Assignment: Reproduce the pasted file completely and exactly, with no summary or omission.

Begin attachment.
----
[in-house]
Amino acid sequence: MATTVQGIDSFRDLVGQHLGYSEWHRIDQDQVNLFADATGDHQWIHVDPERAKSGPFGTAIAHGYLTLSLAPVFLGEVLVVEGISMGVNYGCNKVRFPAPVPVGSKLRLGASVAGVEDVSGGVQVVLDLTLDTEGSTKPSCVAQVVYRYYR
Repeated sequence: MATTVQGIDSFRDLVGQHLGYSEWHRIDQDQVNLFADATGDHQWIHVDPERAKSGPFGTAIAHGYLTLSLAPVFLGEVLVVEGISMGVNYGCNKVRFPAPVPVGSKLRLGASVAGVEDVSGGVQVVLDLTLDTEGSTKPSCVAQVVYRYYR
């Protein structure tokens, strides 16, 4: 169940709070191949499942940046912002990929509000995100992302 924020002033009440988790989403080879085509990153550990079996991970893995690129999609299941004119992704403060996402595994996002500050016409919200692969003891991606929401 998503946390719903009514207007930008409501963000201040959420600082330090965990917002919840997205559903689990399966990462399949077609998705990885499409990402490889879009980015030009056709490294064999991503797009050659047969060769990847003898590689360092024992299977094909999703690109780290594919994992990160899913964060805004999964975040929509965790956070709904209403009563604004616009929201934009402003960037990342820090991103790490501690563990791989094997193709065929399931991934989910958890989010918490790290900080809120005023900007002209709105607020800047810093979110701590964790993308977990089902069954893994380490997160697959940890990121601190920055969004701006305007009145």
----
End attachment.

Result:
[in-house]
Amino acid sequence: MATTVQGIDSFRDLVGQHLGYSEWHRIDQDQVNLFADATGDHQWIHVDPERAKSGPFGTAIAHGYLTLSLAPVFLGEVLVVEGISMGVNYGCNKVRFPAPVPVGSKLRLGASVAGVEDVSGGVQVVLDLTLDTEGSTKPSCVAQVVYRYYR
Repeated sequence: MATTVQGIDSFRDLVGQHLGYSEWHRIDQDQVNLFADATGDHQWIHVDPERAKSGPFGTAIAHGYLTLSLAPVFLGEVLVVEGISMGVNYGCNKVRFPAPVPVGSKLRLGASVAGVEDVSGGVQVVLDLTLDTEGSTKPSCVAQVVYRYYR
């Protein structure tokens, strides 16, 4: 169940709070191949499942940046912002990929509000995100992302 924020002033009440988790989403080879085509990153550990079996991970893995690129999609299941004119992704403060996402595994996002500050016409919200692969003891991606929401 998503946390719903009514207007930008409501963000201040959420600082330090965990917002919840997205559903689990399966990462399949077609998705990885499409990402490889879009980015030009056709490294064999991503797009050659047969060769990847003898590689360092024992299977094909999703690109780290594919994992990160899913964060805004999964975040929509965790956070709904209403009563604004616009929201934009402003960037990342820090991103790490501690563990791989094997193709065929399931991934989910958890989010918490790290900080809120005023900007002209709105607020800047810093979110701590964790993308977990089902069954893994380490997160697959940890990121601190920055969004701006305007009145």